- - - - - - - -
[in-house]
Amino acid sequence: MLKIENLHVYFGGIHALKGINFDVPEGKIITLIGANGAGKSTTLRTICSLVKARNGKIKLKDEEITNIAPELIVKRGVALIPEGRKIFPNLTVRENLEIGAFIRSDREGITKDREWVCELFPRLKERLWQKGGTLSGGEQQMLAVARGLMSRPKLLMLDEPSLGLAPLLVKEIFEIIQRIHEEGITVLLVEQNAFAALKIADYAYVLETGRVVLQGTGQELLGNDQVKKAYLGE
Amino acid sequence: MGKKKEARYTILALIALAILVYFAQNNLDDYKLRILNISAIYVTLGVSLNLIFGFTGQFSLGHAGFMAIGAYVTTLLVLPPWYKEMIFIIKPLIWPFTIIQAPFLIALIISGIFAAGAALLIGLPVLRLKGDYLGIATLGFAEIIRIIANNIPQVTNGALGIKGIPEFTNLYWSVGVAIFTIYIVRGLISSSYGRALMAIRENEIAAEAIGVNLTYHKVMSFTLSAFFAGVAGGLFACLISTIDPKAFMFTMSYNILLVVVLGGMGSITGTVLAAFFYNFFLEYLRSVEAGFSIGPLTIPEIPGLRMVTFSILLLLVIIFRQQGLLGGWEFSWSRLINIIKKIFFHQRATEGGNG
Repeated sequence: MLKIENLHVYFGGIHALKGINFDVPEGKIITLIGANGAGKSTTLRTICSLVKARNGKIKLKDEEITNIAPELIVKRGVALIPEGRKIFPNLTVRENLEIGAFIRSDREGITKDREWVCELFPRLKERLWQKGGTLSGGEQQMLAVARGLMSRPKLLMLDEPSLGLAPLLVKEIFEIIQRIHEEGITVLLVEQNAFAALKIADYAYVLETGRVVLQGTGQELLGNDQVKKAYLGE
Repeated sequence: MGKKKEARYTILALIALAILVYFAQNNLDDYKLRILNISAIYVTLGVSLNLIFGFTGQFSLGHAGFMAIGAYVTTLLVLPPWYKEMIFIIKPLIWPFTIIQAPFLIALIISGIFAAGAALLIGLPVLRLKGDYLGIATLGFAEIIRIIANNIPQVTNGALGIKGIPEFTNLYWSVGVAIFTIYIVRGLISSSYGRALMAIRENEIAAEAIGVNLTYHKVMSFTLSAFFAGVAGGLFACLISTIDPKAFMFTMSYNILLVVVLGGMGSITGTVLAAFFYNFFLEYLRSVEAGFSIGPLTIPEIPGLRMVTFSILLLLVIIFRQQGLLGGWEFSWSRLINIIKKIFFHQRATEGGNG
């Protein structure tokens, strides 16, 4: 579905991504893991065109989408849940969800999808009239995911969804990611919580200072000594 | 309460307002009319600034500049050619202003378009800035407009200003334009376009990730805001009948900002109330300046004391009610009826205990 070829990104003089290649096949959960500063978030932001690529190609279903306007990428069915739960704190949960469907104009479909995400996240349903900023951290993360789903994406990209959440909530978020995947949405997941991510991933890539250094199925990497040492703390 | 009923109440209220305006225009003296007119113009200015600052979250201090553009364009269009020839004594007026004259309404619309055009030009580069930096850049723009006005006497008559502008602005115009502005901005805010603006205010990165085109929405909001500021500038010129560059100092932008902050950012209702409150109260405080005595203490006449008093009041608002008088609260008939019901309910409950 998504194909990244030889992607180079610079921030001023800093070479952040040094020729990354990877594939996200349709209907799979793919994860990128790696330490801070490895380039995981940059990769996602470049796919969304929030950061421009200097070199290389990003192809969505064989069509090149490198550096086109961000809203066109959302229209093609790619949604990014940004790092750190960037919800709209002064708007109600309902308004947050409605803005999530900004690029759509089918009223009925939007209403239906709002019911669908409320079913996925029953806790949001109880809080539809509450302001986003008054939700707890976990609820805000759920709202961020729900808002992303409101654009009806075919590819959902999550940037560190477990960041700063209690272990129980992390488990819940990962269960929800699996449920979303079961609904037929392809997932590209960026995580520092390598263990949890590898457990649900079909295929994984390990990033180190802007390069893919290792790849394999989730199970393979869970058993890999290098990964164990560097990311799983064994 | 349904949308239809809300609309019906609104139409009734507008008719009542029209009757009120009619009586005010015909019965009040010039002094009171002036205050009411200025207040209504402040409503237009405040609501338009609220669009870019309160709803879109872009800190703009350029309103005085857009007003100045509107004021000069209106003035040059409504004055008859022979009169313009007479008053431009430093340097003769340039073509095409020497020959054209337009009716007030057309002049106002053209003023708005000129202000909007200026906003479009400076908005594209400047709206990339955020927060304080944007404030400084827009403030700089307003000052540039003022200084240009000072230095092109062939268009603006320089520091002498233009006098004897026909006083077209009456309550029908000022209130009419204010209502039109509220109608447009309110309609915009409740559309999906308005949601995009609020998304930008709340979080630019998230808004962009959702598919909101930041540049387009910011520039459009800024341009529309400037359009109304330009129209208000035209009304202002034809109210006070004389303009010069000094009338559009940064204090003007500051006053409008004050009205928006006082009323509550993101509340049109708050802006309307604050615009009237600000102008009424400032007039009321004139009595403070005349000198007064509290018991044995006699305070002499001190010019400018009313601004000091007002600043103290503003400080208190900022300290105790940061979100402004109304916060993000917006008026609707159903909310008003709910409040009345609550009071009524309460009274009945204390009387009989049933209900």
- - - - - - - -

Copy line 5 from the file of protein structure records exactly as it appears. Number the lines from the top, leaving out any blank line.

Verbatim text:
Repeated sequence: MGKKKEARYTILALIALAILVYFAQNNLDDYKLRILNISAIYVTLGVSLNLIFGFTGQFSLGHAGFMAIGAYVTTLLVLPPWYKEMIFIIKPLIWPFTIIQAPFLIALIISGIFAAGAALLIGLPVLRLKGDYLGIATLGFAEIIRIIANNIPQVTNGALGIKGIPEFTNLYWSVGVAIFTIYIVRGLISSSYGRALMAIRENEIAAEAIGVNLTYHKVMSFTLSAFFAGVAGGLFACLISTIDPKAFMFTMSYNILLVVVLGGMGSITGTVLAAFFYNFFLEYLRSVEAGFSIGPLTIPEIPGLRMVTFSILLLLVIIFRQQGLLGGWEFSWSRLINIIKKIFFHQRATEGGNG